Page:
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Part II: Are We Reaching Our Limit? 

By Lauren Evans

In Part I: Are We Reaching Our Limit?, I used an analysis by Dr. Ross Tucker Dr. Jonathan Dugas from The Science of Sport to show that the bar has been set very high with regard to World Record performances. A big reason for this is that many records were set an average of 20 years ago, when doping was the norm. Whether or not these are a fair representation of human limits to performance, the records still stand, and many a top athlete holds onto the ultimate dream of besting them. 

How does an athlete go about breaking a world record? 

In addition to new breakthroughs in research with regard to the importance of periodization, supercompensation, and other training theories, a recent addition to the coaching world is new research on concurrent training. This kind of training integrates aerobic work with resistance training in the same session. Concurrent training basically hits at the core idea of building strength and endurance simultaneously. 

The prevailing perception with coaching has been to build base (endurance) before speed (strength), slow and long before fast and powerful. However, if an athlete could improve both strength and endurance at the same time, it follows that greater and quicker strides will be made in performance. 

This coaching wisdom is based on physiology. When working on endurance, the athlete is physiologically unable to improve strength and vice-versa. One prevents the other; this has been the case for thousands of years. An article in Advanced Fitness Training: A Special Report from Peak Performance (Hamilton & Pye, 2010,) states that it has come down to the molecular level to try to understand how to improve both substrates at the same time. 

Without going too deep into the molecular level, there are two basic enzymes that play a key role during training on muscle growth. These are AMPK (activated protein kinase) and mTORC1 (mammalian “target of rapamycin complex 1”). Endurance training activates AMPK, which, in turn, improves mitochondrial mass of muscles, resulting in greater performance adaptations for endurance.  

mTORC1 is the opposite. It is activated post strength-training and has a direct effect on protein synthesis, resulting in muscle growth. Strength improves based on the extent the enzyme is activated. Strength athletes already realize that increased protein consumption results in greater strength gain (through increasing the chance of protein synthesis in the muscles). Insulin also enhances activation of mTORC1. Thus, by timing intake of amino acids (protein) and insulin (a simple carbohydrate) during strength training, an athlete can maximize muscle protein synthesis.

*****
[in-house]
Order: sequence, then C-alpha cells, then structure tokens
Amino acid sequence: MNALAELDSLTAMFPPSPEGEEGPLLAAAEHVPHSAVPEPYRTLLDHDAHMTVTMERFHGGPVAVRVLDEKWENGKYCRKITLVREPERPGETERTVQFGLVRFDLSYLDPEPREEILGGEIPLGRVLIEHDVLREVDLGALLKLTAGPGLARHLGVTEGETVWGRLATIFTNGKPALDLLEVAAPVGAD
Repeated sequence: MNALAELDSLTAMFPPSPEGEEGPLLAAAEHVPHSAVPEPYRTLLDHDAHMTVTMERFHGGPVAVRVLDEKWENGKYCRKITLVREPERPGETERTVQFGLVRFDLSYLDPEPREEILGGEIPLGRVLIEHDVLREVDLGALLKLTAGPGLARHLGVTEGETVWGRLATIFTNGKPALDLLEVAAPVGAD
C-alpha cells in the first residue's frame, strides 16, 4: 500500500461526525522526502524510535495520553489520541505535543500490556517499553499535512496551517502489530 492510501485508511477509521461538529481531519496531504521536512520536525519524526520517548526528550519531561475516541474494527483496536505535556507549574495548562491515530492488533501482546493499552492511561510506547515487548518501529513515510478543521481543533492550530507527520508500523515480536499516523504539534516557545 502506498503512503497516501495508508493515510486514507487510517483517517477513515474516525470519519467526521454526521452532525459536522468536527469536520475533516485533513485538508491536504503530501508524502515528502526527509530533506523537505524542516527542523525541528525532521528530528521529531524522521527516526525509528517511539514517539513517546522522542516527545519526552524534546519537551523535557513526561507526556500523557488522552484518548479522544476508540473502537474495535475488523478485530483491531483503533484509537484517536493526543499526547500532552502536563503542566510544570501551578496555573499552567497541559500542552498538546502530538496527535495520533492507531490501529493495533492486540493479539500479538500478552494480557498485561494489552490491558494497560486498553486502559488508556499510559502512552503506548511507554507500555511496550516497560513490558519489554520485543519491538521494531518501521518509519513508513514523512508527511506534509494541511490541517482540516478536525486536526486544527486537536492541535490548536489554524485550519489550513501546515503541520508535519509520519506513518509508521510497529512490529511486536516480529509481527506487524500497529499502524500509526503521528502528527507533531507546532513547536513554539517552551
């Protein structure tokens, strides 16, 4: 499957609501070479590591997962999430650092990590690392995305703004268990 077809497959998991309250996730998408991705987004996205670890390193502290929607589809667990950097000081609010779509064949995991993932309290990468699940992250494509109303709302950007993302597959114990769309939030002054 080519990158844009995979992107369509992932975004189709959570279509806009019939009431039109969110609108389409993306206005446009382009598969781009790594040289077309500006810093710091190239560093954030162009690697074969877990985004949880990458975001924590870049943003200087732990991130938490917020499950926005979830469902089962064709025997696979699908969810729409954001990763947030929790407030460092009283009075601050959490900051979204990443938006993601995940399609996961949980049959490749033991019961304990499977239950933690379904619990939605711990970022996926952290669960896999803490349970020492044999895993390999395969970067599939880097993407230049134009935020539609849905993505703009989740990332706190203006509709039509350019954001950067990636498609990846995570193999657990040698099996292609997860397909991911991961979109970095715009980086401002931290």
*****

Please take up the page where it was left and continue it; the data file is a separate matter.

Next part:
So…we have established that the enzyme AMPK improves endurance performance and the enzyme mTORC1 improves strength. What’s the big problem? 

Basically, endurance blocks strength adaptations. AMPK can block activation of mTORC1. This is an obvious evolutionary trait from thousands of years ago that was likely due to the human race adapting to the necessity to search longer distances for food. Thus, increased endurance was essential, while muscle mass only resulted in the need for more calories. Today, when food is thankfully plentiful, we are still stuck in a body that evolved thousands of years ago!

Also, there are some important nuances to consider. First of all, AMPK is activated during exercise but is turned off when we refuel. On the other hand, mTORC1 is turned on after exercise, usually 30 minutes post-exercise and continues to be activated up to an entire day after strength training. (Peak Performance)

All of the above information helps us to come up with a few basic rules for performance enhancement: